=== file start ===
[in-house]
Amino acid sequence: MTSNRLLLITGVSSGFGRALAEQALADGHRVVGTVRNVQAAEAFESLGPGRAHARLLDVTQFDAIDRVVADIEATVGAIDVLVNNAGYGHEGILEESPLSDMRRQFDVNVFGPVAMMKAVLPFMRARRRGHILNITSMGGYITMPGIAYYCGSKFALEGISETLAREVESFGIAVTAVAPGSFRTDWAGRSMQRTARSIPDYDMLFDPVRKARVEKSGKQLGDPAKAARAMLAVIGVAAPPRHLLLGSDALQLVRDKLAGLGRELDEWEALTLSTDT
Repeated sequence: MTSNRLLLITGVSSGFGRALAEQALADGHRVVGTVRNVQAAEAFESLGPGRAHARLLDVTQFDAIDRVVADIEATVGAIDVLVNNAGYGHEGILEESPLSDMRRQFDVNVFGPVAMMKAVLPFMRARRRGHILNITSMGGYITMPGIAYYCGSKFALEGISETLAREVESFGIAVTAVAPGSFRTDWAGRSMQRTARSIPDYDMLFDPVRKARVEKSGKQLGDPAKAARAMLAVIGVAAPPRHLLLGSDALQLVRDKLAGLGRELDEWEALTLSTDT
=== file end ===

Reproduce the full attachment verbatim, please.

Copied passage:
[in-house]
Amino acid sequence: MTSNRLLLITGVSSGFGRALAEQALADGHRVVGTVRNVQAAEAFESLGPGRAHARLLDVTQFDAIDRVVADIEATVGAIDVLVNNAGYGHEGILEESPLSDMRRQFDVNVFGPVAMMKAVLPFMRARRRGHILNITSMGGYITMPGIAYYCGSKFALEGISETLAREVESFGIAVTAVAPGSFRTDWAGRSMQRTARSIPDYDMLFDPVRKARVEKSGKQLGDPAKAARAMLAVIGVAAPPRHLLLGSDALQLVRDKLAGLGRELDEWEALTLSTDT
Repeated sequence: MTSNRLLLITGVSSGFGRALAEQALADGHRVVGTVRNVQAAEAFESLGPGRAHARLLDVTQFDAIDRVVADIEATVGAIDVLVNNAGYGHEGILEESPLSDMRRQFDVNVFGPVAMMKAVLPFMRARRRGHILNITSMGGYITMPGIAYYCGSKFALEGISETLAREVESFGIAVTAVAPGSFRTDWAGRSMQRTARSIPDYDMLFDPVRKARVEKSGKQLGDPAKAARAMLAVIGVAAPPRHLLLGSDALQLVRDKLAGLGRELDEWEALTLSTDT